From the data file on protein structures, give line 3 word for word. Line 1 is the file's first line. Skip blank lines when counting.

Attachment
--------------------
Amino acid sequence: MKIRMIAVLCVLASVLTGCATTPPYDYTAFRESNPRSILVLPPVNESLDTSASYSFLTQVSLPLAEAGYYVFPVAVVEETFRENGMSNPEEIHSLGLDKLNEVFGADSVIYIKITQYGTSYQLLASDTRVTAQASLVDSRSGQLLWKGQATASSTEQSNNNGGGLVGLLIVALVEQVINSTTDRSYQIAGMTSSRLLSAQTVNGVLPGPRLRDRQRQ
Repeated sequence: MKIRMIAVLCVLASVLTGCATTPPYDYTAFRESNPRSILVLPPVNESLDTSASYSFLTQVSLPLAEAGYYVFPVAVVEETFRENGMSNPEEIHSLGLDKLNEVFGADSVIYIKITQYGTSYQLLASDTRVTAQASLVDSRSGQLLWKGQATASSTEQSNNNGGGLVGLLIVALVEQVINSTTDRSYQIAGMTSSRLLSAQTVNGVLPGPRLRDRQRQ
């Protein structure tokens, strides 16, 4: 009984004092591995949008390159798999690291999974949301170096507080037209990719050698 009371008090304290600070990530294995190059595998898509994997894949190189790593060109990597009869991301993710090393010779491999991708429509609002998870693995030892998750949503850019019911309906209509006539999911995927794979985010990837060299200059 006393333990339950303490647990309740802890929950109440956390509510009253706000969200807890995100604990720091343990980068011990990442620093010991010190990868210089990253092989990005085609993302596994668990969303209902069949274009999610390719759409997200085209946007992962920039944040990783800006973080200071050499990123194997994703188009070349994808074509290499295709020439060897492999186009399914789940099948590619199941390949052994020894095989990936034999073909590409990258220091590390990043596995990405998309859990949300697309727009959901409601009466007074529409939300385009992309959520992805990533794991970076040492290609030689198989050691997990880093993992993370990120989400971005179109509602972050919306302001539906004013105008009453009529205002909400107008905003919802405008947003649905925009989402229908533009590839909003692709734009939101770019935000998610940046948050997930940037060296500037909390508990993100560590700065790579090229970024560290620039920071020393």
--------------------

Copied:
């Protein structure tokens, strides 16, 4: 009984004092591995949008390159798999690291999974949301170096507080037209990719050698 009371008090304290600070990530294995190059595998898509994997894949190189790593060109990597009869991301993710090393010779491999991708429509609002998870693995030892998750949503850019019911309906209509006539999911995927794979985010990837060299200059 006393333990339950303490647990309740802890929950109440956390509510009253706000969200807890995100604990720091343990980068011990990442620093010991010190990868210089990253092989990005085609993302596994668990969303209902069949274009999610390719759409997200085209946007992962920039944040990783800006973080200071050499990123194997994703188009070349994808074509290499295709020439060897492999186009399914789940099948590619199941390949052994020894095989990936034999073909590409990258220091590390990043596995990405998309859990949300697309727009959901409601009466007074529409939300385009992309959520992805990533794991970076040492290609030689198989050691997990880093993992993370990120989400971005179109509602972050919306302001539906004013105008009453009529205002909400107008905003919802405008947003649905925009989402229908533009590839909003692709734009939101770019935000998610940046948050997930940037060296500037909390508990993100560590700065790579090229970024560290620039920071020393």